No one would deny that prevention is a highly effective strategy for maintaining physical health. People are much better off cultivating good habits and staying healthy rather than trying to combat illness once it sets in — whether it’s something relatively minor, like a case of the flu or deadly serious, like heart disease.
Experts have begun applying this same principle to mental health. They have found that, whenever possible, it is more effective to prevent mental, emotional, and behavioral issues than it is to treat them. And it is far easier to treat incipient mental health problems than it is to combat and uproot them once they’ve become entrenched.
In an article published in Psychiatry Online, William Beardslee, of the Harvard school of Education, and two colleagues suggest that prevention is an idea whose time has come. “Robust scientific evidence shows that mental, emotional, and behavioral disorders can be prevented before they begin,” they write.
“There is an established and growing scientific body of evidence demonstrating methods to prevent mental illness before it starts. These preventive strategies reduce risk factors, enhance protective factors, and practice mental health promotion. They require using universal approaches that address the entire population, selective approaches for people at elevated risk, and indicated approaches for people showing early signs of an illness. Prevention requires a paradigm shift to implementing strategies before the onset of illness and treating the population before waiting for people to come to our door.”
Citing other research, Beardslee and his colleagues argue that during the school years, interventions that support academic development and promote social and emotional skills offer great promise and should be widely implemented.
Prevention in the Schools
It’s clear that schools have a central role to play in addressing the mental health crisis facing our young people — both through treatment and prevention. Why schools? Proximity is one big reason. Between the ages of 6 and 18, children spend the bulk of each day at school. School is the place where they are seen and known, where problem behaviors can be identified, and where interventions can take place.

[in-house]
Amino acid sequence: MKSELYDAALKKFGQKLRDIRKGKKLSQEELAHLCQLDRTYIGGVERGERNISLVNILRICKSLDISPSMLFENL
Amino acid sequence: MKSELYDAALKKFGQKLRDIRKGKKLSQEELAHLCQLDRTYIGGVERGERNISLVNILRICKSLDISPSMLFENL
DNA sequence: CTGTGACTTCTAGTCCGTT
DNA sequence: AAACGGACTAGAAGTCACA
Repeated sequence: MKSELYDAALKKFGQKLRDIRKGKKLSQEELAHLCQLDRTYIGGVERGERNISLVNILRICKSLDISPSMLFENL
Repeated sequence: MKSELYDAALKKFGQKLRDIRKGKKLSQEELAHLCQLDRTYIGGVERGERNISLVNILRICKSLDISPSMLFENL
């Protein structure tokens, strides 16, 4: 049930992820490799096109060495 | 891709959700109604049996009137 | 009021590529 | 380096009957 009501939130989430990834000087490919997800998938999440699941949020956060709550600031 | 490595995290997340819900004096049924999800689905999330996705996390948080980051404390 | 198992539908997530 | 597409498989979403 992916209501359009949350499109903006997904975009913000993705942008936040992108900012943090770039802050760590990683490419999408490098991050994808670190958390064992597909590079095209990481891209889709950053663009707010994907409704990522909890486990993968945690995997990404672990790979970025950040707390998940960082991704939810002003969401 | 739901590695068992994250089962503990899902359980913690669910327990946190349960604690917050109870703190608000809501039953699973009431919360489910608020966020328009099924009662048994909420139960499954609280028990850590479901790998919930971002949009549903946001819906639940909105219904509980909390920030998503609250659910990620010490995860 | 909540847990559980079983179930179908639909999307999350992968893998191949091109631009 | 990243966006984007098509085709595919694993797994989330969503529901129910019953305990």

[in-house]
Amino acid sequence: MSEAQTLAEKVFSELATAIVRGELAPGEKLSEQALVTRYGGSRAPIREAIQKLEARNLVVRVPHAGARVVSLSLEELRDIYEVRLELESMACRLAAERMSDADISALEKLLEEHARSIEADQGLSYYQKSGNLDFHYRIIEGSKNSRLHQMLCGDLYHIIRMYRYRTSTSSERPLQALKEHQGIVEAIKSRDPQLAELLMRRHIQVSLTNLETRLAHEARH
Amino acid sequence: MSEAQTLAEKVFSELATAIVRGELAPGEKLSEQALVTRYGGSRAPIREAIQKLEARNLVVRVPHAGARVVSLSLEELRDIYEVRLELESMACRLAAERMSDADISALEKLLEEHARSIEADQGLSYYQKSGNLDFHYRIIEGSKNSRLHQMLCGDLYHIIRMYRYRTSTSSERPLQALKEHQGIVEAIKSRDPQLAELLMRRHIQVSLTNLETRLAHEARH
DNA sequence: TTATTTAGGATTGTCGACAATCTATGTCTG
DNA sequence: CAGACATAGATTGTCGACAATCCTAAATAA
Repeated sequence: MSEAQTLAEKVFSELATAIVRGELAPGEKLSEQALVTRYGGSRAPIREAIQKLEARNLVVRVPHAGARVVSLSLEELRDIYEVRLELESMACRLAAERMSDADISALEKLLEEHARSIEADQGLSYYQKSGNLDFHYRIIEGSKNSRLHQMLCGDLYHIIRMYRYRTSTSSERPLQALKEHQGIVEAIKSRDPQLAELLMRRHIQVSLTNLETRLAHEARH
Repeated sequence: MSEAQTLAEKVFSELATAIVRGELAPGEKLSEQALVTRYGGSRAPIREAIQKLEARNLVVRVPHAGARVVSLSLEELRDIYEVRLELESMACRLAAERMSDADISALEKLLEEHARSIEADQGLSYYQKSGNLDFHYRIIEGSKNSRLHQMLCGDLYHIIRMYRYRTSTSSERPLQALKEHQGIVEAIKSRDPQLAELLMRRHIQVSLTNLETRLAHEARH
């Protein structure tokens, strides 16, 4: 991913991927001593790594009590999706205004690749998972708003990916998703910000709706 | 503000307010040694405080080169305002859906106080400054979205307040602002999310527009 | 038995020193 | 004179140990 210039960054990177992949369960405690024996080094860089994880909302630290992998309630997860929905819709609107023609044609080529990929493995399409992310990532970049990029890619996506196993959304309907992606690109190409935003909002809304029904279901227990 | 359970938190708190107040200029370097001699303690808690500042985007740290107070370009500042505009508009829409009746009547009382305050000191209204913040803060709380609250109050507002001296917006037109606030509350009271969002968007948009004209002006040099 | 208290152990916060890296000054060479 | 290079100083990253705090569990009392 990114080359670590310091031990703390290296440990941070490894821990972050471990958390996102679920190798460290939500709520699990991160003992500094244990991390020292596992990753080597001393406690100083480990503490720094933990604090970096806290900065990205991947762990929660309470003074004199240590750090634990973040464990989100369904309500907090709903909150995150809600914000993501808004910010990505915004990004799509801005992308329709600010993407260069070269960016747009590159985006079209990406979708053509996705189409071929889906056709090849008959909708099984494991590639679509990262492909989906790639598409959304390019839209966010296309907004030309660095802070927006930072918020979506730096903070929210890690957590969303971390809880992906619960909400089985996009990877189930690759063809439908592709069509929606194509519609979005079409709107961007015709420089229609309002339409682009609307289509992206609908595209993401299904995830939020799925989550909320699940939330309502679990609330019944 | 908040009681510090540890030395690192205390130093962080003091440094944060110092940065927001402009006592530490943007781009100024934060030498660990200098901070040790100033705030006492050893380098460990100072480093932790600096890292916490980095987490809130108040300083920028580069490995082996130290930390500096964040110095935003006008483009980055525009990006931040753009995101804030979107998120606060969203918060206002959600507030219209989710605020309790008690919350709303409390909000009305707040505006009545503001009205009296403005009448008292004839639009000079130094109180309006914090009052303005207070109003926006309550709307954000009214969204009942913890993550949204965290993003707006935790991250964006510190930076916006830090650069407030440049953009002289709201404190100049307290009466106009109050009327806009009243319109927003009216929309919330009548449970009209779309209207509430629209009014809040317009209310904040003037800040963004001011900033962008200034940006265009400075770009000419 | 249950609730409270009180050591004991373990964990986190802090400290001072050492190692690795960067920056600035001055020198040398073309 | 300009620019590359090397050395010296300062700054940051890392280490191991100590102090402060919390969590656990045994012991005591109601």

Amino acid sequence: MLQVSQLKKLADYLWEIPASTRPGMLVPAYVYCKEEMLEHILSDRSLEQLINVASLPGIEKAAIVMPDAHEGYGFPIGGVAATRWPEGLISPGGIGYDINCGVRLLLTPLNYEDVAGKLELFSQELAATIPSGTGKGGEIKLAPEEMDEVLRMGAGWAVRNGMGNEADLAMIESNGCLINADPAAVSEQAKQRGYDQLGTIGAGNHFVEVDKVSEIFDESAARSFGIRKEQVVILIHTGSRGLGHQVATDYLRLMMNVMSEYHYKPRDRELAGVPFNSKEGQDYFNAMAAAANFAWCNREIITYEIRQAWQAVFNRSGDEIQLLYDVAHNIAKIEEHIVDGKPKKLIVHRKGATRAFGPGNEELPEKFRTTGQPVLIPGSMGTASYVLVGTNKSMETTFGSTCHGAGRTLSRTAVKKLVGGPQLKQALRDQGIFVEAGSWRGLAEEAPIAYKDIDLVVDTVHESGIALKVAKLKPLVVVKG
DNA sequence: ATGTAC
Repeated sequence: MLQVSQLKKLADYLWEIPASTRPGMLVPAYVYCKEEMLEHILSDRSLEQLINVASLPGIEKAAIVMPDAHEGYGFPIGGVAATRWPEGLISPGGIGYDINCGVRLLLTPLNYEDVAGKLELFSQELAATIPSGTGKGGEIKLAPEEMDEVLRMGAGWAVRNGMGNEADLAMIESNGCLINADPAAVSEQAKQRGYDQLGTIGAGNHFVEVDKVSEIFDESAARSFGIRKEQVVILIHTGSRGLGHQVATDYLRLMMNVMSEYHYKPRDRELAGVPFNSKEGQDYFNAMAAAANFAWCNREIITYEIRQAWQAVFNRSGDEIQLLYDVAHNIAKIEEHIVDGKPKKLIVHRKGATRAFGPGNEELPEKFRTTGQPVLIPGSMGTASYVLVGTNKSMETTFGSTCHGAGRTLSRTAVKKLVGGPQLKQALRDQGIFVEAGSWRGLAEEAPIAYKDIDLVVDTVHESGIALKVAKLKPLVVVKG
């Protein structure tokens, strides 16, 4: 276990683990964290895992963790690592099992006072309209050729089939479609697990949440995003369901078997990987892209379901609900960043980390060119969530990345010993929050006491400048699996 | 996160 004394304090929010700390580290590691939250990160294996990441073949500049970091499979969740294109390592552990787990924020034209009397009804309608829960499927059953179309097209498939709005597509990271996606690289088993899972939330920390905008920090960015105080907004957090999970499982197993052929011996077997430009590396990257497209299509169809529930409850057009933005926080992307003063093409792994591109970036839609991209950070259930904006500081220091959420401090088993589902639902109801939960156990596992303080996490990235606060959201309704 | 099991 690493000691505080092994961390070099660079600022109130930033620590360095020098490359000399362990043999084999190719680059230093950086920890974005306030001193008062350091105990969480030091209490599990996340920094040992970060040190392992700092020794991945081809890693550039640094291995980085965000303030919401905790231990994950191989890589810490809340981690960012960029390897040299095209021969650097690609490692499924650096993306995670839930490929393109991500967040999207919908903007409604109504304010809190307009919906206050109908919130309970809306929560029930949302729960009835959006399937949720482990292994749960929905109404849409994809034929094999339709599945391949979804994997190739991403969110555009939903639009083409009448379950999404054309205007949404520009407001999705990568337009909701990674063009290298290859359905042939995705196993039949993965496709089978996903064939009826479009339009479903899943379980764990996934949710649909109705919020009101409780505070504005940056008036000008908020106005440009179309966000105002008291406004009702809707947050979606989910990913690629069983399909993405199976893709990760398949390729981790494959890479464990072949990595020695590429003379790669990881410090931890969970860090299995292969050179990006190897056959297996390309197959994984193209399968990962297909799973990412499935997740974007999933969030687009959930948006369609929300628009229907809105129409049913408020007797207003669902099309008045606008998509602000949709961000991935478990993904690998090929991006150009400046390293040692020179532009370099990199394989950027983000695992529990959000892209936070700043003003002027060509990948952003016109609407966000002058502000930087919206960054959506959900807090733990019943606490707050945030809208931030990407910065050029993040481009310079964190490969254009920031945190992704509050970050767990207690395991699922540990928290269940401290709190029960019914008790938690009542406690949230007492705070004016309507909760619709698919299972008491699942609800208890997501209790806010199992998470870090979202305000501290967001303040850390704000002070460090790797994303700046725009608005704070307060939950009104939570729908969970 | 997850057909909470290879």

Access is another big reason. For many families, barriers exist that prevent them from accessing mental health interventions for their children. In a statement published in the journal Pediatrics, the Committee on School Health writes, “Many families will not address their mental health needs if their health insurance does not offer adequate coverage. Additional barriers include lack of transportation, financial constraints, child mental health professional shortages, and stigmas related to mental health problems.”
The Committee advocates school-based mental health services to meet the needs of young people — both for those who may already be experiencing difficulties and to prevent problems from arising in the first place: “One way to categorize components of a school or district’s mental health program is to consider a 3-tiered model of services and needs. The first tier is an array of preventive mental health programs and services. Activities in this tier need to be ubiquitous so that they target all children in all school settings.”
Instilling literacy in students is a big part of our schools’ educational mandate. But experts are increasingly recognizing the need for “mental health literacy” among our young people. In a study that was first published in the journal American Psychologist and later reported in U.S. News and World Report, researcher Anthony Jorm writes, “Schools, colleges, and universities are well placed as settings for improving mental health literacy because of the high-risk age groups they serve and their educational mission.” In his research, Jorm cites three small studies which demonstrate that students benefited from being taught about mental health. As a result, their attitudes toward mental health treatment improved, and they were more willing to seek help from a counselor themselves.”
One of the great benefits of this and other preventive strategies is that they take the stigma out of mental health problems, and thus they make young people more willing to ask for and receive the help they need.
“The mental health problem is one of epic proportions. To think that this can be handled outside of school is a false assumption. We need to address it right where the students are. It’s a challenge that is going to take resources and that teachers are unprepared for at this point. But it’s a challenge we can’t ignore.”- Amy Kennedy, Education Director at the Kennedy Forum